What does the average American look like? As time goes on, the answer to that question is becoming more and more complicated.

The country is living up to its melting pot reputation as American faces become less homogenous and more diverse, a phenomenon that renowned photographer and portrait artist Martin Schoeller captured for the October 125th anniversary issue of National Geographic magazine.

The images, which are coupled with the individual's "self ID" and the box he or she checked to indicate race as specified on the 2000 and 2010 census, are a striking reminder of Americans' complex cultural and racial origins.

The 2000 U.S. Census presented the question of race differently, allowing respondents the option of selecting more than one racial category, with nearly 7 million Americans identifying as members of two or more races. The 2010 census included changes to more clearly distinguish Hispanic ethnicity as not being a race, with data revealing that whites would no longer be the majority in the country by 2043.

Schoeller's photographs capture "the changing face of America," a trend that is no doubt picking up speed with the increase of both interracial marriages and the births of biracial babies. The images also challenge traditional ideas of identity, providing evidence for the fluidity of racial and ethnic classification, which is explored more deeply in the magazine:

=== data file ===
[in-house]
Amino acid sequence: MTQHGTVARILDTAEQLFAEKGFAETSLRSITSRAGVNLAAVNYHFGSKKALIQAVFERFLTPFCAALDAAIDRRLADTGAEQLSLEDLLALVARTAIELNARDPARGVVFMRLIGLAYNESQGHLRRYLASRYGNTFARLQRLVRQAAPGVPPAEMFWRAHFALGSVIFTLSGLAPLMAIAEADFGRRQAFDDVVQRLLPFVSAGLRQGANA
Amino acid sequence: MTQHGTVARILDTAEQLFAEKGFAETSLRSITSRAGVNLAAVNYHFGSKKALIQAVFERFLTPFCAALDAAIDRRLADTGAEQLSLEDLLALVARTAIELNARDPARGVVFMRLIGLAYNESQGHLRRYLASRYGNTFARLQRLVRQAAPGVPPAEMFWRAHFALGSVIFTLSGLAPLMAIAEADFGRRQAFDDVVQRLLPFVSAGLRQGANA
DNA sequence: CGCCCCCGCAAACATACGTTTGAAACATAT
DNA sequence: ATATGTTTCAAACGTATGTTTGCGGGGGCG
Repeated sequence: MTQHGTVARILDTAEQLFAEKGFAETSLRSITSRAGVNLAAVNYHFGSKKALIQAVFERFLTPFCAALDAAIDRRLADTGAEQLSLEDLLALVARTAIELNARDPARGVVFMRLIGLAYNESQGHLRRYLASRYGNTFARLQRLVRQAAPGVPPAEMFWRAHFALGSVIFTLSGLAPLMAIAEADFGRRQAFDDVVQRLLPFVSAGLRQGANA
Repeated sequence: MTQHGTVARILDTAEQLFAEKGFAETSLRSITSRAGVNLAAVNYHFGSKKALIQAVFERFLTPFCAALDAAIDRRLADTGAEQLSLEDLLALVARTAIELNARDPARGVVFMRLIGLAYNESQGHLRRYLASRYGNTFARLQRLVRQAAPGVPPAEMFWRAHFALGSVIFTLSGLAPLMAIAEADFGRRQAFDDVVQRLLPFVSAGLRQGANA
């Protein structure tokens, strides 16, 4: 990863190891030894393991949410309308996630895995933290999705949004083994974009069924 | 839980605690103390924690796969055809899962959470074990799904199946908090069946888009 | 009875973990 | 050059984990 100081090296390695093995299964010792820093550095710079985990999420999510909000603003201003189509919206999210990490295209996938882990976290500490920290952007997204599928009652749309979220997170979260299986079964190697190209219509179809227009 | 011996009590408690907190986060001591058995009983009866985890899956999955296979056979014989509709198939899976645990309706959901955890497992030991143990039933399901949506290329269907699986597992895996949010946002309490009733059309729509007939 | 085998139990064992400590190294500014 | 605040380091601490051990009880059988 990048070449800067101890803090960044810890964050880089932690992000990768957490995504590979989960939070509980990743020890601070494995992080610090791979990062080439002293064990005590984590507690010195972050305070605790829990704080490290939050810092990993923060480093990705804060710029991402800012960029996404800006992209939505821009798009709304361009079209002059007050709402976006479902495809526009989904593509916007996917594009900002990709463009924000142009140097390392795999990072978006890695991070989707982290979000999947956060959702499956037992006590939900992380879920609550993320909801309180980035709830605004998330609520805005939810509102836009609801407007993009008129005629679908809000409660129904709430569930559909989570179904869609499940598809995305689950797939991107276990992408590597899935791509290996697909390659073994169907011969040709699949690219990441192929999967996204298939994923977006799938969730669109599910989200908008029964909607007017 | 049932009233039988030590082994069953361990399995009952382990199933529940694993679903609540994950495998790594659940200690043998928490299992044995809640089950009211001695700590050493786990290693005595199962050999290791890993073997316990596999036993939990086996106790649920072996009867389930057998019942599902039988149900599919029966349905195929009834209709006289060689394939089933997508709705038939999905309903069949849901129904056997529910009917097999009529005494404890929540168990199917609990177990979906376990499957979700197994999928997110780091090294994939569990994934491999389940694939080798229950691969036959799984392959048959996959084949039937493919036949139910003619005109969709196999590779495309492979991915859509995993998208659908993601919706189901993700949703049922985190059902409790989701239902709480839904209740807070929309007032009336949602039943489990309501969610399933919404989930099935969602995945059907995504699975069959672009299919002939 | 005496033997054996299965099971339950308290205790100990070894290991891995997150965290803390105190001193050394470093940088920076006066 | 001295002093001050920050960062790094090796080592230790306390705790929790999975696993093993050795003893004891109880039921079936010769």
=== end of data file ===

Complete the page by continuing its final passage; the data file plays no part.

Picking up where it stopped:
On playgrounds and college campuses, you’ll find such homespun terms as Blackanese, Filatino, Chicanese, and Korgentinian. When Joshua Ahsoak, 34, attended college, his heritage of Inupiat (Eskimo) and midwestern Jewish earned him the moniker Juskimo, a term he still uses to describe himself (a practicing Jew who breaks kosher dietary laws not for bacon but for walrus and seal meat).

Tracey Williams Bautista says her seven-year-old son, Yoel Chac Bautista, identifies himself as black when he’s with her, his African-American parent. When he’s with his father, he’ll say Mexican. “We call him a Blaxican,” she jokes, and says she and her husband are raising him in a home where Martin Luther King, Jr., is displayed next to Frida Kahlo.

Take a look at the issue cover and some of the images featured below:

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Sandra Williams, 46, Chicago, Illinois
Self-ID: biracial/“human being”
Census Boxes Checked: black

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Kelly Williams II, 17, Dallas, Texas
Self-ID: African American and German/multiracial
Census Boxes Checked: black

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Jordan Spencer, 18, Grand Prairie, Texas
Self-ID: black/biracial
Census box checked: black

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Celeste Seda, 26, Brooklyn, New York
Self-ID: Dominican and Korean
Census boxes checked: Asian/some other race

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